Friday, February 17, 2012

Play to Explore Black Women's Journey With Their Hair

It’s a shame that black women have to worry so much about their hair. That stuff on top of their head goes a long way in establishing their identity. It’s the reason behind the enormous amount of money spent to press, relax, weave, twist, loc, curl, and dye and cut their glory.

It’s why a black woman will do serious damage to anyone who attempts to touch her hair. It’s one of those rules in black culture that those on the outside need to know. Keep your hands off despite your fascination with the unknown.

It’s virtually impossible to talk about a black woman’s understanding of self devoid of a conversation about how they view their hair. Many grow up with a conception of beauty linked to those Barbie dolls with long straight hair. Sadly, research still shows little girls pick those white dolls over the black ones. Beauty, in the eyes of too many, is connected to those white features.

Those themes and more are uncovered in a new play written by Chaunesti Webb. I Love My Hair When It’s Good: & Then Again When It Looks Defiant & Impressive will premiere in Durham, NC at Manbites Dog Theater, March 8-17. Webb will then take the play on the road to Boulder, Co on April 5. The play is certain to create the kind of buzz that will have folks talking about their journey with hair.

Webb grew up in Durham, NC where being Black and proud is made easy by the significant Black population. She moved from Durham to Boulder, CO where she completed the Master’s in Fine Arts in Theater and Contemporary Performance at Naropa University.

“I became part of the tiny 1% African American sliver of the demographic pie,” she says. “Coming out of the diversity of Durham, I was in shock. Everything "Black" about myself was magnified in this environment: my attitude, my point of view, my hair.”

It was while in Boulder that Webb began exploring her complicated relationship with her hair. She found 7 Black women from the Boulder-Denver area and for 10 weeks facilitated a creative process where they explored their feelings about their hair. Those discussions were transformed into her first full length play. The play integrated interview text, original music, movement and video.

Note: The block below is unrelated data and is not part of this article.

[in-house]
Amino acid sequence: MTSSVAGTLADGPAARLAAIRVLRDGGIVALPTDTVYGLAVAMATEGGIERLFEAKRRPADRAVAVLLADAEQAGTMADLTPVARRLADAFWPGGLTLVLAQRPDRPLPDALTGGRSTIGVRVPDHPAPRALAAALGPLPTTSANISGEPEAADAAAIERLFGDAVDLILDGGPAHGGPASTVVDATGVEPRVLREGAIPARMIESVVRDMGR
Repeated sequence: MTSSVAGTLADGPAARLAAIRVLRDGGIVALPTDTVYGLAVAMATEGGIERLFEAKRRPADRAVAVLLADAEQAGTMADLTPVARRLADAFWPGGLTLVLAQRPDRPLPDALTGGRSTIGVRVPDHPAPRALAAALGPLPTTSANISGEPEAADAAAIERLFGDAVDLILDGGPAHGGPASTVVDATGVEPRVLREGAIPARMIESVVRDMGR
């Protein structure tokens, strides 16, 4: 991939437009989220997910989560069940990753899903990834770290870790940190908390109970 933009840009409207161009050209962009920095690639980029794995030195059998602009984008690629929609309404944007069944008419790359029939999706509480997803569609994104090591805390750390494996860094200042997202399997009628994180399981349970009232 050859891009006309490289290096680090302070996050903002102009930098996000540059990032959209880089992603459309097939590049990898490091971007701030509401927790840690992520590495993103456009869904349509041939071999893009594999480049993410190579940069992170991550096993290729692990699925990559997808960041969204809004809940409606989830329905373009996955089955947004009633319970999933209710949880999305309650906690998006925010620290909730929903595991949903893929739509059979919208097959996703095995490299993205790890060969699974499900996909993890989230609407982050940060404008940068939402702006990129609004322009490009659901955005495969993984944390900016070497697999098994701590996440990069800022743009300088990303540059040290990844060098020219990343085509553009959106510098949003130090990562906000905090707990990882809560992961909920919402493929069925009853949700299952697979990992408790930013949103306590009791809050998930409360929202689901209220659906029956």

Webb decided to dig deeper than with the first work. For the past few years she has listened to other Black women talk about their hair. The final product tells the joys and sorrows that Black women endure as they manage that nappy stuff. It travels through those early years when mama burns the neck with the pressing comb. It ponders the impressions of others when natural hair becomes a viable decision. More than that, it’s about relationships, coming of age, gender identity and so much more.

Webb received support for the development of the play through a Creation Fund Award from the National Performance Network, co-commissioned by the St. Joseph’s Historic Foundation in partnership with Naropa University, and the Durham Arts Council Emerging Artist program. “We still need to cover expenses related to rehearsal space, costumes, set construction, props, design and printing,” Webb says.

Given that so much of the identity of Black women is connected to their hair, this play paves the way for broader conversations involving how Black women view themselves and how those views are shaped by both their own and others perceptions of their hair. It is certain to stir memories. Hopefully it will help Black men understand Black women, and open the window for others to understand the agony Black women feel because of their hair.

As for me, I love a Black woman who loves her hair the way God made it!

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